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THIS WEEK IN BLACK HISTORY - FEB. 18-24 (Blog #43)


We know it is important to share Black History with our children, with each other, and with the nation!  Knowledge is power and knowing Black history gives us meaning and a foundation to navigate obstacles in life and find joy in current achievements.  In this third week in Black History Month, we again share events in Black history and honor Black people who have shaped our nation’s history. 


February 18:



Morehouse College, a private, historically Black men’s college, was founded in 1867, two years after the end of the Civil War.  Morehouse was originally founded as Augusta Institute (in Augusta, Georgia) by William Jefferson White (an Atlanta minister), with the support of Rev. Richard Coulter and Rev. Edmund Turney, to educate black men in education and theology. The campus moved to Atlanta in 1879 and was renamed Morehouse College in 1913. Morehouse College is the largest men’s college in the United States and has graduated at least 11 Fulbright Scholars, five Rhodes Scholars, five Marshall Scholars, and many civil rights leaders and leaders in government, politics, science and medicine, education, entertainment and media.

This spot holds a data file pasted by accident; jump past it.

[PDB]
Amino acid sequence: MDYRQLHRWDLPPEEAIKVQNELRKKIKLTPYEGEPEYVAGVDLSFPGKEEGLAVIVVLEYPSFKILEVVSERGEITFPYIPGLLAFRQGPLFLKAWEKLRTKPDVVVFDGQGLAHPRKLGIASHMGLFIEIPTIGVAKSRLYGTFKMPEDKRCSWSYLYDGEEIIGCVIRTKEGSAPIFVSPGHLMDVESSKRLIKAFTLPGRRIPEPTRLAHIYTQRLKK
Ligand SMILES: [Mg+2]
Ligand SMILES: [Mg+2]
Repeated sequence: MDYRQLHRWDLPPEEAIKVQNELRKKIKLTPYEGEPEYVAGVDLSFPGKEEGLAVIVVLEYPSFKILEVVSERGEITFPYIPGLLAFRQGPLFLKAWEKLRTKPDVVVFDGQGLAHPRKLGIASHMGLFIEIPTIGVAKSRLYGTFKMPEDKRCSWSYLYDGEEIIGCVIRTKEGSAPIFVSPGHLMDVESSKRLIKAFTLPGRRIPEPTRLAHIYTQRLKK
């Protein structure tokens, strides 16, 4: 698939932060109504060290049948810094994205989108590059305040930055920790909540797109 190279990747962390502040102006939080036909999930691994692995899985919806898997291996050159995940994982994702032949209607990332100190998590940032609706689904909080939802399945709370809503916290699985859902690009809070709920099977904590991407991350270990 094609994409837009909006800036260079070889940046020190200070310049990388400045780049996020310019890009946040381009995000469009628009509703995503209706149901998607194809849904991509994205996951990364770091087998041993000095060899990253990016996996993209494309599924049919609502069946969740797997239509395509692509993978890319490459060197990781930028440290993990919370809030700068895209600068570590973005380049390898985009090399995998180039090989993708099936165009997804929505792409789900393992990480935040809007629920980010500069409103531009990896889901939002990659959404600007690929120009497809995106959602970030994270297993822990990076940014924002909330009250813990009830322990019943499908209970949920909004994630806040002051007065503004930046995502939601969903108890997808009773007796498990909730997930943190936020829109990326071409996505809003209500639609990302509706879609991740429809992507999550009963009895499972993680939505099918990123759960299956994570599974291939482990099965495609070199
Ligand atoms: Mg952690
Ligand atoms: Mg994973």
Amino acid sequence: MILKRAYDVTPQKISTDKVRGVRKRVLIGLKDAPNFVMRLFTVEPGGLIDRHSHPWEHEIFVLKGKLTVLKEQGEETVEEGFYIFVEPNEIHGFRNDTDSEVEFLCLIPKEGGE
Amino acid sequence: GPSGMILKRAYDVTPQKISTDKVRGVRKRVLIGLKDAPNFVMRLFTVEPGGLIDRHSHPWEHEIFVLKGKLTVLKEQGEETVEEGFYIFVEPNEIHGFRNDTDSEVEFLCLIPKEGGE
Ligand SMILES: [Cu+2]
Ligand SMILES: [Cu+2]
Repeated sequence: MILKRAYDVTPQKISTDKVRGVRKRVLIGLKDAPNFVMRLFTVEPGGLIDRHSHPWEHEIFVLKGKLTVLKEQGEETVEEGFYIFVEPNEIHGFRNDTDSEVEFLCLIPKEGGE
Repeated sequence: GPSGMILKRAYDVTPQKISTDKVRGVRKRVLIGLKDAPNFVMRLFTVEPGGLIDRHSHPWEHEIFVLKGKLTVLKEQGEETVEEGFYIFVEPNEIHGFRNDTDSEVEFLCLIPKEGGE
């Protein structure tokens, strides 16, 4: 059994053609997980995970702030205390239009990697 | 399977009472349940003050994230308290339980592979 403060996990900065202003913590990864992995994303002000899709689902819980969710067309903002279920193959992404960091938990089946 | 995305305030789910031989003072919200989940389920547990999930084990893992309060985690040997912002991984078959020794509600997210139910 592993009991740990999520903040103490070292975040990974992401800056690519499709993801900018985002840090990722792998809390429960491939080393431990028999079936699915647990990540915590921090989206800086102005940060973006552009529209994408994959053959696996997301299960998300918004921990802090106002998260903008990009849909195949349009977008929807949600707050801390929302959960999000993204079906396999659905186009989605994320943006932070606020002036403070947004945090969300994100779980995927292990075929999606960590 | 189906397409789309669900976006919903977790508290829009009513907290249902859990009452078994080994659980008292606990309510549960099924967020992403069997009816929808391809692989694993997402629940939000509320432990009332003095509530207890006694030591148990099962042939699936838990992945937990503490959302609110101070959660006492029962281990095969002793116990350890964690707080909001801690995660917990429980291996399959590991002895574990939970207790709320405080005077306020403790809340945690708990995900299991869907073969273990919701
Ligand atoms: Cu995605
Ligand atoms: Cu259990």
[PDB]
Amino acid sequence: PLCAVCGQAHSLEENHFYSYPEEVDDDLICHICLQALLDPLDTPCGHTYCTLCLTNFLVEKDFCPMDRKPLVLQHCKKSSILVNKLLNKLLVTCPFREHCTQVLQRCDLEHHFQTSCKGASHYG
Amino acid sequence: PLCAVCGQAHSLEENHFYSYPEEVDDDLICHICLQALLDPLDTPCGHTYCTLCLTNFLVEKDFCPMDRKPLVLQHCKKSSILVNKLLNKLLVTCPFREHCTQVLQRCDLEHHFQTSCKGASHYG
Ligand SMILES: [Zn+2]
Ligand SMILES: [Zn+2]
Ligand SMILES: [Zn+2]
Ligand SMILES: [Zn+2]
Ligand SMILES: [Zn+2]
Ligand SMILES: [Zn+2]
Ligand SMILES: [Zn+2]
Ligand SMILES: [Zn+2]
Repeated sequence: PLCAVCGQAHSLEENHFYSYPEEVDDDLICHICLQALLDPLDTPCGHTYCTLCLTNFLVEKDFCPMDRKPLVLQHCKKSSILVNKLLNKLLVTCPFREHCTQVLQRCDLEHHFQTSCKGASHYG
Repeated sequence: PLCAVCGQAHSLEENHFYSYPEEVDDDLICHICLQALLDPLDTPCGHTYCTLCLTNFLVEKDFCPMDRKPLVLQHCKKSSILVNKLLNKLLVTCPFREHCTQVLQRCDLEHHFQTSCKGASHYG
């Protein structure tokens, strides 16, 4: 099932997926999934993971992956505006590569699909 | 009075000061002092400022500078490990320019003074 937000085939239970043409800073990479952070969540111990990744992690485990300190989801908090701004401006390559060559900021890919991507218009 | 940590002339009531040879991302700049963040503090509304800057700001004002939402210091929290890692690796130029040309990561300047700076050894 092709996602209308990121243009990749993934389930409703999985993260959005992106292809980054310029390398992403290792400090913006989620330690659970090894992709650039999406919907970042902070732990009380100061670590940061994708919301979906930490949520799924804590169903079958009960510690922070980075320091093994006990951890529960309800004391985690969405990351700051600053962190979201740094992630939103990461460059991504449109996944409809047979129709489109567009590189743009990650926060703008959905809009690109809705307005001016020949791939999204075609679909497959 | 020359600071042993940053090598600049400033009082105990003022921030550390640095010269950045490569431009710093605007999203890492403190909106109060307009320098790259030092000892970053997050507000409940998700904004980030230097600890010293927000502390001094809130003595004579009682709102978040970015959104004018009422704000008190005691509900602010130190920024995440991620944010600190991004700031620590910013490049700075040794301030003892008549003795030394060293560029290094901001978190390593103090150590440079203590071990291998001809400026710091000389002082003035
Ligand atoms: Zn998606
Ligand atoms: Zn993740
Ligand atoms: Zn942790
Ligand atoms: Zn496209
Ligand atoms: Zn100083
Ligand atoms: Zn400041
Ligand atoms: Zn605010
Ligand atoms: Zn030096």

February 19:



In 1942, the Tuskegee Airmen were initiated into the United States Armed Forces.  The Tuskegee Airmen were a group of black military pilots and airmen trained at Tuskegee Institute in Alabama, and who fought in World War II.  During World War II, black people were subject to Jim Crow, and the military was racially segregated.  The Tuskegee Airmen are credited with significant War accomplishments: 1,378 combat missions; 179 bomber escort missions with an outstanding record of protection; 112 enemy aircraft destroyed in the air, 150 on the ground, and 148 damaged; 950 railcars, trucks and motor vehicles destroyed; and destruction of a German destroyer.  The Airmen became heavily decorated for their war-time achievements.